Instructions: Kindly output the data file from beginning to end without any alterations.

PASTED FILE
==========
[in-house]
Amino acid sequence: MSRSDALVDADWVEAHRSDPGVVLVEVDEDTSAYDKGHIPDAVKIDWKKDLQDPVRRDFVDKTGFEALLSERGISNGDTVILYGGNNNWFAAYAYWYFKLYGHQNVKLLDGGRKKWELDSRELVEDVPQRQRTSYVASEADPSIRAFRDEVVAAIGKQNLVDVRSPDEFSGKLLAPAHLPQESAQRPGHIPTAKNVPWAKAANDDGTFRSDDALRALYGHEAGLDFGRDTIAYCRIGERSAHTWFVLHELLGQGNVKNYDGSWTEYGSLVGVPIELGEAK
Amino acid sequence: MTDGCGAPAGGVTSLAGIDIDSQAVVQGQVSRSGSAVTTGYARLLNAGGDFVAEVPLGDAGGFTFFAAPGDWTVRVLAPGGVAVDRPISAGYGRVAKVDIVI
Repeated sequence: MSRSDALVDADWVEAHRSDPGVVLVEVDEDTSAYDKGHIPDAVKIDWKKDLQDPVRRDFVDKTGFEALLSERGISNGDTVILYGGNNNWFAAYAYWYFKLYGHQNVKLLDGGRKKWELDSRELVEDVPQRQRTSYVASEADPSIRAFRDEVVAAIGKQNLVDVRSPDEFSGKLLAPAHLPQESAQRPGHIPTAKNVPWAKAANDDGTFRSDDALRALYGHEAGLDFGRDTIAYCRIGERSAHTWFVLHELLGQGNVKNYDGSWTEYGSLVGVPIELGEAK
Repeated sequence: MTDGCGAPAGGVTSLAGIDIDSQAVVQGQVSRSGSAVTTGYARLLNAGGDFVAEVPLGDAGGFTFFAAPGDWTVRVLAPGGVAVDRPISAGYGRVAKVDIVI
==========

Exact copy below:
[in-house]
Amino acid sequence: MSRSDALVDADWVEAHRSDPGVVLVEVDEDTSAYDKGHIPDAVKIDWKKDLQDPVRRDFVDKTGFEALLSERGISNGDTVILYGGNNNWFAAYAYWYFKLYGHQNVKLLDGGRKKWELDSRELVEDVPQRQRTSYVASEADPSIRAFRDEVVAAIGKQNLVDVRSPDEFSGKLLAPAHLPQESAQRPGHIPTAKNVPWAKAANDDGTFRSDDALRALYGHEAGLDFGRDTIAYCRIGERSAHTWFVLHELLGQGNVKNYDGSWTEYGSLVGVPIELGEAK
Amino acid sequence: MTDGCGAPAGGVTSLAGIDIDSQAVVQGQVSRSGSAVTTGYARLLNAGGDFVAEVPLGDAGGFTFFAAPGDWTVRVLAPGGVAVDRPISAGYGRVAKVDIVI
Repeated sequence: MSRSDALVDADWVEAHRSDPGVVLVEVDEDTSAYDKGHIPDAVKIDWKKDLQDPVRRDFVDKTGFEALLSERGISNGDTVILYGGNNNWFAAYAYWYFKLYGHQNVKLLDGGRKKWELDSRELVEDVPQRQRTSYVASEADPSIRAFRDEVVAAIGKQNLVDVRSPDEFSGKLLAPAHLPQESAQRPGHIPTAKNVPWAKAANDDGTFRSDDALRALYGHEAGLDFGRDTIAYCRIGERSAHTWFVLHELLGQGNVKNYDGSWTEYGSLVGVPIELGEAK
Repeated sequence: MTDGCGAPAGGVTSLAGIDIDSQAVVQGQVSRSGSAVTTGYARLLNAGGDFVAEVPLGDAGGFTFFAAPGDWTVRVLAPGGVAVDRPISAGYGRVAKVDIVI